There is another more important motivation: manual skill as creativity.
Being creative means experiencing new things, not being satisfied with
what we experience every day, it means inventing something, believing
in personal skills. Manual work is a way to row the boat against the tide,
since it is not an automatic task but it unbridles our fantasy.
In the research of an adult method the ambivalence is often between be-
ing and doing: there are adult communities that focus on being scouts/
guides in everyday life, others instead focus on doing, on translating ser-
vice to others into often very demanding manual activities.
A separate question is deserved by the series of knowledges and capac-
ities that, sometimes improperly, are called “scout/guide techniques”.
Some of these characterise the road of the guide and the scout: camp
life, pioneering, observation of tracks. Other capacities may be part of the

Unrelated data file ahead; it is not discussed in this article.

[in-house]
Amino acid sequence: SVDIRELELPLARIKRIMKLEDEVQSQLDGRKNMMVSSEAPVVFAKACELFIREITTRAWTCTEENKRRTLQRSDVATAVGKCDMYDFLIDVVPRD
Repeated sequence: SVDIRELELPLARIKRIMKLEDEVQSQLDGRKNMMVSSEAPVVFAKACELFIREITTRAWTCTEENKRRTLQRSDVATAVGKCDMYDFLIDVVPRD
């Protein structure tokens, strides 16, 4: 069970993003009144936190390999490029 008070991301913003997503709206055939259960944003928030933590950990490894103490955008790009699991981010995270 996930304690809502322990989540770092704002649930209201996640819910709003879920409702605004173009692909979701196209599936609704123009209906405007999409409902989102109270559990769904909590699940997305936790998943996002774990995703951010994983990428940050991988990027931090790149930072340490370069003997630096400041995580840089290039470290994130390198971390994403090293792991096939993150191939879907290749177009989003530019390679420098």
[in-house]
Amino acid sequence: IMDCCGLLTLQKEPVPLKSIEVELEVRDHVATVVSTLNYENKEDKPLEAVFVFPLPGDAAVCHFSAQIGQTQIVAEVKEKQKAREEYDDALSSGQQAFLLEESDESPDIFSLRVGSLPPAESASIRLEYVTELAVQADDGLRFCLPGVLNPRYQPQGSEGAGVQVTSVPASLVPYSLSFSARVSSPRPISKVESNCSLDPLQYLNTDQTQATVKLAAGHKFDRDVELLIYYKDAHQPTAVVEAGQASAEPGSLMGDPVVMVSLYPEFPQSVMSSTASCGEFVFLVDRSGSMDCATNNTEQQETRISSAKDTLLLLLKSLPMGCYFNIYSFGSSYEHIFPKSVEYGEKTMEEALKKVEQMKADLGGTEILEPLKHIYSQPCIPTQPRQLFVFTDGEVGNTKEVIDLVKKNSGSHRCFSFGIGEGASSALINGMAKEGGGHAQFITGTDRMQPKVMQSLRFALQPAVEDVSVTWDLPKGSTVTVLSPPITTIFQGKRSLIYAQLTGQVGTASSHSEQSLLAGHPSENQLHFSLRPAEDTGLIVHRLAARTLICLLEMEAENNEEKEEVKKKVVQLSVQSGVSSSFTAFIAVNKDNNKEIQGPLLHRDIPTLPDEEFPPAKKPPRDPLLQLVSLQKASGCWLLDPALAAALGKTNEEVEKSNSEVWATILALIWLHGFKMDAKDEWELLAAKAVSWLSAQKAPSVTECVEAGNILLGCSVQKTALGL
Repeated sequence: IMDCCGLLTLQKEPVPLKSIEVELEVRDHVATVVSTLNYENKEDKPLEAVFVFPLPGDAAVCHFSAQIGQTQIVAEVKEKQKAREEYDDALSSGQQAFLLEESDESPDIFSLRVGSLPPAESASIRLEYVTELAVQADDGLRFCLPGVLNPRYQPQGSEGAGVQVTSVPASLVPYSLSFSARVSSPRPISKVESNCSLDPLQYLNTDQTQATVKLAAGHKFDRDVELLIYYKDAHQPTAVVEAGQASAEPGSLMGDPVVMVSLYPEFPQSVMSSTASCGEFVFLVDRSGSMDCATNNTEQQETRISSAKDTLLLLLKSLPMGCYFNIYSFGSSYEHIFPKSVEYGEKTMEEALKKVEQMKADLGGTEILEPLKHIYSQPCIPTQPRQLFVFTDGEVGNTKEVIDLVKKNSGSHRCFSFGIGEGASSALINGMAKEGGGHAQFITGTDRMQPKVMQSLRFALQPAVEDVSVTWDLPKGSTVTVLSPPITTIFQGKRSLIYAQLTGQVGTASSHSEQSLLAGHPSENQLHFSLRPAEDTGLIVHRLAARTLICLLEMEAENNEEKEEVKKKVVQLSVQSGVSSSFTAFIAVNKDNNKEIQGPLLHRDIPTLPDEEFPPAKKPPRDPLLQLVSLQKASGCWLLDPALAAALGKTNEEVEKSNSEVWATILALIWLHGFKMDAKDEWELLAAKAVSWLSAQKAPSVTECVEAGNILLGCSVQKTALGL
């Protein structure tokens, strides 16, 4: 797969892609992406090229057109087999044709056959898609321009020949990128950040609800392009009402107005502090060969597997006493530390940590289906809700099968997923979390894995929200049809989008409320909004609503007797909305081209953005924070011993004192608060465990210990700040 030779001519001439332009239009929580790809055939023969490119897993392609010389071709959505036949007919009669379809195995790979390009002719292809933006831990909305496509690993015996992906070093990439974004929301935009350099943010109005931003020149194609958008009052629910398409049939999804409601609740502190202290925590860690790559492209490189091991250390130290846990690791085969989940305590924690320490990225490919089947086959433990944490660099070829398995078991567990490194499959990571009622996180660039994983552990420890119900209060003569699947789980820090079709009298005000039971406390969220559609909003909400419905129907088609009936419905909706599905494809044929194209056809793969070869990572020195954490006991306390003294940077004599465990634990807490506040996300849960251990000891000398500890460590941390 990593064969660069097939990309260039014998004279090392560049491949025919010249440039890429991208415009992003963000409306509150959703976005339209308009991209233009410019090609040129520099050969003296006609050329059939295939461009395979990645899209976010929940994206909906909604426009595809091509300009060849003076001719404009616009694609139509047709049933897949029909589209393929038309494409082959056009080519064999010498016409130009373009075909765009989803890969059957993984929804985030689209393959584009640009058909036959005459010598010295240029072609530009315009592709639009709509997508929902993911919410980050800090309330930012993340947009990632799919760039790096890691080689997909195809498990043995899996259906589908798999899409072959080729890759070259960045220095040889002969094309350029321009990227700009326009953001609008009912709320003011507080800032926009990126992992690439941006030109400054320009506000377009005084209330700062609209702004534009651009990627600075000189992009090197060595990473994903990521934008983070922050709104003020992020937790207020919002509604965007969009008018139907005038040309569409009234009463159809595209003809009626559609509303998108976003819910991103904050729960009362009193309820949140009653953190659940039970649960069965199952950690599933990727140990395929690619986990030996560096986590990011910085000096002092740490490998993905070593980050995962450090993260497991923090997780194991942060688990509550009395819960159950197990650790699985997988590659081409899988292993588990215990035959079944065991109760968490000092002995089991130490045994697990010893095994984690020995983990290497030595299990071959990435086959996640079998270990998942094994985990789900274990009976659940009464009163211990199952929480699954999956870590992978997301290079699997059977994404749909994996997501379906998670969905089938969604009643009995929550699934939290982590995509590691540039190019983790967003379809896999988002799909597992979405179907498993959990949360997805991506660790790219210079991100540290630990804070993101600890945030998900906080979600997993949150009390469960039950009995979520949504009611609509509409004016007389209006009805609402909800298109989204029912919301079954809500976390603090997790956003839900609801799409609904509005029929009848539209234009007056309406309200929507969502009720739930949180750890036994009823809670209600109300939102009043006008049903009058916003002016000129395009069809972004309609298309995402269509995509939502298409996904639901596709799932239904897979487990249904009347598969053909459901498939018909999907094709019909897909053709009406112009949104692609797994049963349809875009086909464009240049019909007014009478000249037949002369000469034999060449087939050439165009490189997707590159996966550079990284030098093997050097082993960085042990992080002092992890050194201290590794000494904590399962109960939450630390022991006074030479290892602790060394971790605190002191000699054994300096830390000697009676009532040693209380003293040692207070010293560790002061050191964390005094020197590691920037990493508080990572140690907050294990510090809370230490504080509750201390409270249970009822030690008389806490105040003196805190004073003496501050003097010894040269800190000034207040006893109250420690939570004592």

adult scout/guide method: first-aid, communication, survey and knowl-
edge of the territory, the capacity to use a map, and particular techniques
required for any service, any emergency situation.

12
4.2 PROJECT
The idea of project, that must not be confused with that the concept of
program, nor with scheduling, has to be considered pervasive, because
it can be found in various sectors of the adult scout/guide world, at dif-
ferent levels, that we are going to list here:
1. the project of an enterprise, a service, any community initiative:
its duration is bound to the realization of the project itself;